The Help to Buy ISA may have been scrapped late last year, but according to new data the scheme has helped nearly 324,000 first-time buyers get onto the property ladder.
The scheme, which closed to new savers in November 2019, meant the government contributed £50 for every £200 a homebuyer saved towards a property deposit up to a maximum of £3,000.
New figures released by the government show it has paid out £426.74 million through the scheme since it first launched in 2015. The ISA has been used to finance properties worth a total of £56.2 billion
A total of £426.74 million was paid out in bonuses between Dec 2015 and March this year as part of the initiative.
The Help to Buy ISA was replaced by the Lifetime ISA late last year after criticism that the former scheme didn’t support first-time buyers enough.
Who has benefitted from the scheme?
The latest figures suggest the Help to Buy ISA assisted homebuyers who most needed help, because it has been popular among people in their twenties and in more affordable areas.
The average home bought using the scheme cost just £173,878, compared with a typical first-time buyer property price of £194,718.
At the same time, only 6% of recipients purchased a property costing more than £300,000.
Figures also show that two-thirds of homebuyers using the ISA were aged between 25 and 34, with nearly a quarter of those who received a bonus aged under 24.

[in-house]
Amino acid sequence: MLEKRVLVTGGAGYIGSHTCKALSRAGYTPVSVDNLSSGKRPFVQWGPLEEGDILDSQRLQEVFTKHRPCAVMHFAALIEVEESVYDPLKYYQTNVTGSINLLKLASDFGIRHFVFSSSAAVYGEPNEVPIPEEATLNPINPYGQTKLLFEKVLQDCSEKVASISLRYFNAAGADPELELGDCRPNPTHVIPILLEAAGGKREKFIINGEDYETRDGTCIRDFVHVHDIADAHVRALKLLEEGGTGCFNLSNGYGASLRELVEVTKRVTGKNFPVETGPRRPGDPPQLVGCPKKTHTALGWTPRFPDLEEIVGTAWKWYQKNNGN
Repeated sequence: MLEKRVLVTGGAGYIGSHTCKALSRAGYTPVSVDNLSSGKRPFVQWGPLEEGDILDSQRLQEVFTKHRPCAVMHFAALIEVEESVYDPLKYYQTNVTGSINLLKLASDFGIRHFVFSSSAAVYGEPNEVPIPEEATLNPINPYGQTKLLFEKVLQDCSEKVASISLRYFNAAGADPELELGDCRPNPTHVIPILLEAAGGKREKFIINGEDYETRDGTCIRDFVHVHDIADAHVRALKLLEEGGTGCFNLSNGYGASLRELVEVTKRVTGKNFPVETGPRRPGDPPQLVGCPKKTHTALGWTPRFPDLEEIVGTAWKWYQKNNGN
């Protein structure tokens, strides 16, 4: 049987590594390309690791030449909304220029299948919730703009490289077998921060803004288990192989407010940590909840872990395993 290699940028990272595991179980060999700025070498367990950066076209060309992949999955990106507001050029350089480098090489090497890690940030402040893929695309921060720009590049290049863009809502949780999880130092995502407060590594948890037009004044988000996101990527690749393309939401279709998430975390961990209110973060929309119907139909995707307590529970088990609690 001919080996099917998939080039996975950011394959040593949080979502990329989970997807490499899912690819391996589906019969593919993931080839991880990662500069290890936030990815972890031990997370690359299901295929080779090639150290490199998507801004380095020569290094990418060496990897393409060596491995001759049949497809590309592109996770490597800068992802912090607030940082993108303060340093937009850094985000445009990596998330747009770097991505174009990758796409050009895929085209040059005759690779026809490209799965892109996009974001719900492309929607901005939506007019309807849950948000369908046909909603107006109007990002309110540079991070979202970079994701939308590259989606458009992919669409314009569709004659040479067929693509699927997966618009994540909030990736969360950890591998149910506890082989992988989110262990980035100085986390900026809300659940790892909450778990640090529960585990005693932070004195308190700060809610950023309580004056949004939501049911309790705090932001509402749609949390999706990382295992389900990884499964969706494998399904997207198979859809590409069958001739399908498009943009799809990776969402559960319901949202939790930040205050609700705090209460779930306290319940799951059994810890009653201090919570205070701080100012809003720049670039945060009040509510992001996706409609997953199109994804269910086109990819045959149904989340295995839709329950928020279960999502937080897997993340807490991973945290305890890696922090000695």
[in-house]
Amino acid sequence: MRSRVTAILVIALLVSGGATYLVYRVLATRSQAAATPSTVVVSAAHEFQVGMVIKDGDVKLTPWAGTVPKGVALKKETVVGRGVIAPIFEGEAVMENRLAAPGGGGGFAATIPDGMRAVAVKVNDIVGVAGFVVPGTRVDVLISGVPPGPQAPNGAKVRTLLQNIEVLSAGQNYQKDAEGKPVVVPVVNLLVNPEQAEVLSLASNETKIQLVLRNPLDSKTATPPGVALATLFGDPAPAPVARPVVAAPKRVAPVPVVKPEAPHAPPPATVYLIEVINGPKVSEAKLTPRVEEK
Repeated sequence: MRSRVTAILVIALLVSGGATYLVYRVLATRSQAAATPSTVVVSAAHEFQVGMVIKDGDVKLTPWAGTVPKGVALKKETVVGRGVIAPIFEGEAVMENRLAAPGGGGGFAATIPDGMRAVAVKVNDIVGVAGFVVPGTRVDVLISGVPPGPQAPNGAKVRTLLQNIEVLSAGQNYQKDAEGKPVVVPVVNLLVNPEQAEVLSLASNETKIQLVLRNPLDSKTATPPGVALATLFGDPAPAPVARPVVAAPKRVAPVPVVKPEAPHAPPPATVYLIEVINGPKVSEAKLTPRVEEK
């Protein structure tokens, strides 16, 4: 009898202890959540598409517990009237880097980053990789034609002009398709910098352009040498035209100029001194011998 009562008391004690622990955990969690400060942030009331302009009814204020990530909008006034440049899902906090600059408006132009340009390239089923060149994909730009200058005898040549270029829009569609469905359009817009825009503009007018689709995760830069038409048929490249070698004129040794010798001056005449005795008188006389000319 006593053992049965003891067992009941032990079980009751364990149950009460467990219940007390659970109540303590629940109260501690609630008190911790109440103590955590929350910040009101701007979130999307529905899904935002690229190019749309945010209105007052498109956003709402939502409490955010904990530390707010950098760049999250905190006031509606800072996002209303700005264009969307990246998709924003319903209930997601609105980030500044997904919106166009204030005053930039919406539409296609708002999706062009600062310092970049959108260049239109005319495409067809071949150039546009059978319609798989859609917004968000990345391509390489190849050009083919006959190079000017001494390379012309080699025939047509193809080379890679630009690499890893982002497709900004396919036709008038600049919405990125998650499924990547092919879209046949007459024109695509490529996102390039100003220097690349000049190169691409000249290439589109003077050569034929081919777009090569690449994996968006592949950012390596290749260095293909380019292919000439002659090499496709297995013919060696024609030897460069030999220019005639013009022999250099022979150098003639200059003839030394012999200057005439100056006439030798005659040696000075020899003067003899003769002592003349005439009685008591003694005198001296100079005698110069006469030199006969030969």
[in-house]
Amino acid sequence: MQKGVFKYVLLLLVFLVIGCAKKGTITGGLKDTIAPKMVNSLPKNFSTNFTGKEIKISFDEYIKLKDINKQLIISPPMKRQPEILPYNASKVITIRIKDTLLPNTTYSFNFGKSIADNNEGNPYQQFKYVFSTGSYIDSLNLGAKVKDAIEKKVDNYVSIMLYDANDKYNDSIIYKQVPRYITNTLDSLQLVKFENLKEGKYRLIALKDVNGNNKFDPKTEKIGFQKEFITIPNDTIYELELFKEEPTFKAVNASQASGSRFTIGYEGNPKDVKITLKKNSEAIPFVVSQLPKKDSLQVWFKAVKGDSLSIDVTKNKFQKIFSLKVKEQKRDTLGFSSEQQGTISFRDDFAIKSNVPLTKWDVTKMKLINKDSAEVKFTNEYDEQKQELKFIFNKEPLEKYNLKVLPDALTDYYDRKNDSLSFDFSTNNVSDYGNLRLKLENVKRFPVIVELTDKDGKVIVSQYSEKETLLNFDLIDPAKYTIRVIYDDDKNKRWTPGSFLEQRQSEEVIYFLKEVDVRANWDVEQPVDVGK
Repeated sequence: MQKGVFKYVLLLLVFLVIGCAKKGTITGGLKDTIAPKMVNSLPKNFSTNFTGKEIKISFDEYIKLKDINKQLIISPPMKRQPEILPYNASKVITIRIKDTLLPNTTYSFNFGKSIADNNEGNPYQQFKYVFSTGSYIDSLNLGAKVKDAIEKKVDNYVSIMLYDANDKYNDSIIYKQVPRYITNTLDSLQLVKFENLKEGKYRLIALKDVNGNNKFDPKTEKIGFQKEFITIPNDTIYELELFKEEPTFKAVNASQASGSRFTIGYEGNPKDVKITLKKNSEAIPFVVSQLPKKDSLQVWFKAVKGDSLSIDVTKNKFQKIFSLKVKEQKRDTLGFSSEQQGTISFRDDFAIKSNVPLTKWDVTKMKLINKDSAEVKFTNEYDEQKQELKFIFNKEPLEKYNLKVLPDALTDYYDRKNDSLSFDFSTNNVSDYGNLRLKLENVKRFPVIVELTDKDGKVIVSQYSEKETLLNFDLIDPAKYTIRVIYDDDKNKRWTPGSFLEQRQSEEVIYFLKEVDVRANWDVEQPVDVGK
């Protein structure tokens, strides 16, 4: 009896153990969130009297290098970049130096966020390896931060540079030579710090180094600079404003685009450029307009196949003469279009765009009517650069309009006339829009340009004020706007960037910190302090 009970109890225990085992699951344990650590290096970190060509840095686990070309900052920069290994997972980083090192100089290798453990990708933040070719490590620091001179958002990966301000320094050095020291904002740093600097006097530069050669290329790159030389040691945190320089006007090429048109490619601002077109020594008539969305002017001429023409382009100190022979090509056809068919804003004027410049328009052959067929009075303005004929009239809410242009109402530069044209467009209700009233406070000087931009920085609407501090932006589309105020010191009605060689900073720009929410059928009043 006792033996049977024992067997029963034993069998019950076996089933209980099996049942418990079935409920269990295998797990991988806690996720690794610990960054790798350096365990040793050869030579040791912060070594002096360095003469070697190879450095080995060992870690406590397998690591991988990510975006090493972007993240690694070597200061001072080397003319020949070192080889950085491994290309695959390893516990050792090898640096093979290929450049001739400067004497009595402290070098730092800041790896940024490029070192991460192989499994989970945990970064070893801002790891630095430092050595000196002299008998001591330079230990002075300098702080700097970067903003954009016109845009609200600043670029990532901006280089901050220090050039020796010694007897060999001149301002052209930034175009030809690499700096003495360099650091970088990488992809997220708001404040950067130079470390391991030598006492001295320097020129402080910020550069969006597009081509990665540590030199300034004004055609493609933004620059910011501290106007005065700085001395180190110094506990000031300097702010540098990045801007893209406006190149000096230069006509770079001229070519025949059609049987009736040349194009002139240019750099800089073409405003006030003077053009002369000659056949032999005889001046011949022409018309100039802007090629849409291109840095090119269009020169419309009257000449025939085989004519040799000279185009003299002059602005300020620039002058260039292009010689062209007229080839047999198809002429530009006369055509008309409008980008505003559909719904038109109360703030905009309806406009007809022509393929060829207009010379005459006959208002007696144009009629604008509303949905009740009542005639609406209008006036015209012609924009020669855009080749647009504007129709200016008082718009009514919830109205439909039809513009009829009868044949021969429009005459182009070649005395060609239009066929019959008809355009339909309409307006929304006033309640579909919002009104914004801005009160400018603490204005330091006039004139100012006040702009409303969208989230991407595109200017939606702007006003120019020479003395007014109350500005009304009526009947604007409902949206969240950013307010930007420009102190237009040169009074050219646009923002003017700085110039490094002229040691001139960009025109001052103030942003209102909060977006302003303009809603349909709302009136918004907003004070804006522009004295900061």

Where was the scheme most popular?
Only 7% of people using the Help to Buy ISA purchased a property in London.
Instead, the scheme was popular in areas of the country where property is less expensive.
Around 12% of all purchases made using the scheme were in the North West, where the average home costs £149,842, while 9% were in Yorkshire and the Humber, where homes average £147,415.
Scotland and the West Midlands were the joint third-highest regions in which people who saved through the Help to Buy ISA purchased a property.
What other schemes are available?
The Lifetime ISA, which replaced the Help to Buy ISA, sees the government contribute up to £1,000 a year to savers aged under 40 who set aside £4,000 annually towards the purchase of a new home or retirement.
Another initiative is the Help to Buy equity loan scheme, under which people can purchase a property with just a 5% deposit, with the government topping this up with a 20% equity loan - rising to 40% in London – which is interest-free for five years.
Stamp duty on the first £300,000 of a property purchased by first-time buyers has also been waived, while the First Homes scheme enables first-time buyers and key workers in England to buy a new-build home at a 30% discount.
Top three takeaways
- Nearly 324,000 first-time buyers have purchased a home using the Help to Buy ISA since the scheme was first launched in 2015.
- A total of £426.74 million was paid out in bonuses between December 2015 and March this year as part of the initiative.
- The scheme aims to help people get on to the property ladder through the government contributing £50 for every £200 they save towards a property deposit, up to a maximum of £3,000.